Blood pressure is the measure of pressure in the arteries for both the diastolic and systolic phases as the heart pumps blood to the body. Blood pressure is expressed in fraction-like numbers. The systolic pressure is represented as the top number in blood pressure reading and it’s the amount of pressure generated by the heart through pumping of blood to the rest of the body. The diastolic pressure is the bottom number and indicates the amount of pressure in your arteries when your heart relaxes between beats. When a woman is pregnant, her circulatory system expands rapidly. The blood pressure may drop and this is a normal phenomenon. Eventually, the blood pressure returns to your pre-pregnancy level after you have given birth.

Blood Pressure and Pregnancy

Blood pressure is a vital indicator of your health and most doctors will use it more often when diagnosing your problem. Any level of your blood pressure, low or high may indicate that things may not be fine with your body.

If the blood pressure escalates, it can damage some organs. For instance, during pregnancy, elevated blood pressure may damage the placenta, the baby’s only food supply chain. This results in slow growth and even retardation of the growth of the baby in the womb.

If the blood pressure goes down, it means that there will not be enough blood reaching the tissues and organs. The pregnant mother may faint sometimes due to inadequate blood reaching the brain to supply oxygen. The baby may also get limited amount of oxygen due to this condition. It is important to note that blood pressure changes may be prevalent especially during pregnancy; it is caused by the hormonal changes occurring in the body. And in case the pregnant woman shows some signs of blood pressure changes, it is a problem that should be looked at keenly.

What’s Considered Low Blood Pressure During Pregnancy?

Low blood pressure may occur during pregnancy, the systolic reading may drop by 5-10 mm Hg while the diastolic pressure may drop by about 10-15mm Hg. Actually, the readings may vary depending on the overall general health and your past medical history. The table below shows low blood pressure readings during pregnancy.

Severity Level

Systolic Pressure

Diastolic Pressure

Extremely low BP



Low BP (mild)

60 mmHg


Borderline low BP



Causes of Low Blood Pressure During Pregnancy

When you are pregnant, there will be an increased flow of blood in your body to maintain the supply of oxygen and food nutrients to the fetus. This causes your body’s blood pressure to decrease. It can be said that, this is the major cause of low blood pressure or hypotension in most pregnant women. However, there also exist other causes, which include having twins, a medical history of hypotension or low blood pressure or underlying medical illnesses such as dehydration, certain heart diseases and anemia. In addition, factors such as vitamin B12 or folic acid deficiency maybe responsible for low blood pressure, as well as lying on bed for prolonged duration. The administration of epidural may often lead to a drop in the blood pressure.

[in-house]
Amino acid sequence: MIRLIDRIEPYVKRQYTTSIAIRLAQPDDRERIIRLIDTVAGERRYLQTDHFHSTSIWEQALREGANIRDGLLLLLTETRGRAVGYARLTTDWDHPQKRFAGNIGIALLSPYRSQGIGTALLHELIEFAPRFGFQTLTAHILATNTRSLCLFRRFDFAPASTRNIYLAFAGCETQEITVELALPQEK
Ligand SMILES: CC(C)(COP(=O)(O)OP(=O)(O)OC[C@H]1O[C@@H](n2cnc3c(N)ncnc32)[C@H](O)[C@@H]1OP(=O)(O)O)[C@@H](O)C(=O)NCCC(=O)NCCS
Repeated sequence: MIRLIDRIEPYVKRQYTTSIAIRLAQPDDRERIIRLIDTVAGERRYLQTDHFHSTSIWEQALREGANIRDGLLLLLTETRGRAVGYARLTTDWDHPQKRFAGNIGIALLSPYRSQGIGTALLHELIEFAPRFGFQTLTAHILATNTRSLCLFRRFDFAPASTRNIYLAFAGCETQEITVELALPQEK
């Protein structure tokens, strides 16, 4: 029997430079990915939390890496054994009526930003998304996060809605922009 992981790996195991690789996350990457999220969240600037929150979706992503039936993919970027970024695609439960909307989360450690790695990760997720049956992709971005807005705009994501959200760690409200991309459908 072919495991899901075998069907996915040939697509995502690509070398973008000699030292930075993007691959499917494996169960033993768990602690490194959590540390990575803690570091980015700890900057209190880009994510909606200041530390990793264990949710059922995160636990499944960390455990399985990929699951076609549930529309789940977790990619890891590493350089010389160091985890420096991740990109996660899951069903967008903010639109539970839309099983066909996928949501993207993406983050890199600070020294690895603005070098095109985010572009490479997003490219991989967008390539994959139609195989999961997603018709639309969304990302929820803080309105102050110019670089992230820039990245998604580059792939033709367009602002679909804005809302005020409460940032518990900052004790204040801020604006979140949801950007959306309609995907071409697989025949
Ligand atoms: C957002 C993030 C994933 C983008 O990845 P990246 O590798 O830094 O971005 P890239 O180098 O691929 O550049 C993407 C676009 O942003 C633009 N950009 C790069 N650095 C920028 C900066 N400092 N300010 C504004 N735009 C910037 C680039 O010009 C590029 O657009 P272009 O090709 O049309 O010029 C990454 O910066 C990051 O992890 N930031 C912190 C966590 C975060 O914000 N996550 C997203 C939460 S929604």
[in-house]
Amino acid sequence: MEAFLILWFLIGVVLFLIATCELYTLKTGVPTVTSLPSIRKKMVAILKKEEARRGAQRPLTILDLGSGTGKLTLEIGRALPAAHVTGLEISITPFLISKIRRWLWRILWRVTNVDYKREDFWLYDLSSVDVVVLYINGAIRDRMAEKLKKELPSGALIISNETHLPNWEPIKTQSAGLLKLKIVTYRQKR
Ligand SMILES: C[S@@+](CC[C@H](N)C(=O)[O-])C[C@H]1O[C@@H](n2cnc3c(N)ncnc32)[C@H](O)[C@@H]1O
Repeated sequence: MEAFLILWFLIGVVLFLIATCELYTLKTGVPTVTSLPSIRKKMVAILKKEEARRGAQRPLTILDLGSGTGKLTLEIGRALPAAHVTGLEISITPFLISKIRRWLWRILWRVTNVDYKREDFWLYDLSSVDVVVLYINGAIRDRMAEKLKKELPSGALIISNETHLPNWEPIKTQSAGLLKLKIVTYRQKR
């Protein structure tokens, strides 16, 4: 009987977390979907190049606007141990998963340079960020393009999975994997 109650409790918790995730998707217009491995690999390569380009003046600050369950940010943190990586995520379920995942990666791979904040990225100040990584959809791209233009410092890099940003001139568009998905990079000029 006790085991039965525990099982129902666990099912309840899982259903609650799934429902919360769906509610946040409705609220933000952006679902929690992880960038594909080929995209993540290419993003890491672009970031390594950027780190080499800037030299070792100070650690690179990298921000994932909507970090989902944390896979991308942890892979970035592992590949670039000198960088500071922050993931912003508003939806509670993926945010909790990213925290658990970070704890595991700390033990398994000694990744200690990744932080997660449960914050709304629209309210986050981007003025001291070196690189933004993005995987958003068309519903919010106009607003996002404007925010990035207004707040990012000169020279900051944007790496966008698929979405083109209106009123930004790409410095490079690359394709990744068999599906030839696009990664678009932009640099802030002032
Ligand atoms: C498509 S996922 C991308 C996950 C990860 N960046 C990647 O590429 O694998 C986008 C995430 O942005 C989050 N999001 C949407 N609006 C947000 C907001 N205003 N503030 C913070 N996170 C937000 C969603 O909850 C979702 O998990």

Symptoms of Low Blood Pressure During Pregnancy

The extent to which blood pressure falls is variable, but in most of the pregnant mothers, the diastolic pressure may drop by up to 15mm Hg while the systolic pressure may drop by about 5-10mm Hg. These lowered systolic and diastolic pressures may last during the pregnancy period and everything goes back to normal afterwards. These symptoms of low blood pressure are not different from any one with low blood pressure whether pregnant or not pregnant, and they include:

  • Dizziness and lightheadedness especially if you stand up abruptly from a sitting position
  • Blurred vision
  • Nausea
  • Concentration difficulty
  • Excessive thirst
  • Pale, clammy and cold skin
  • Fatigue and weakness
  • Elevated heart rate

How to Deal with Low Blood Pressure During Pregnancy

Pregnant women will experience dizziness due to low blood pressure; however, you can try these simple steps to minimize the symptoms as well as promote safety.

  • Try to lie on your left side as it increases the flow of blood to your heart
  • Avoid some sudden movement particularly when standing up from a seated position
  • Avoid standing for long durations of time
  • Wear support stockings, usually compression stockings
  • Avoid caffeinated drinks or beverages and alcohol
  • Consume several small meals during the day instead of the normal three large meals
  • Exercise regularly because it sharpens the reflexes and helps keep the blood pressure within the normal range. Consult with your physician regarding the exercises you can do while pregnant.
  • Drink plenty of fluids; a pregnant woman should drink more water than the recommended amount for normal people, usually drink between three quarts and a gallon of water a day.

When to Call the Doctor

In case the condition gets out of hand, you can always seek for professional help from your medical health care provider. Dizziness may be associated with troubling symptoms which should be observed keenly. It is recommended that any pregnant woman access emergency care in case she starts fainting, or starts experiencing more serious symptoms i.e. severe headache, blurring, weakness or numbness on one side of the body and shortness of breath.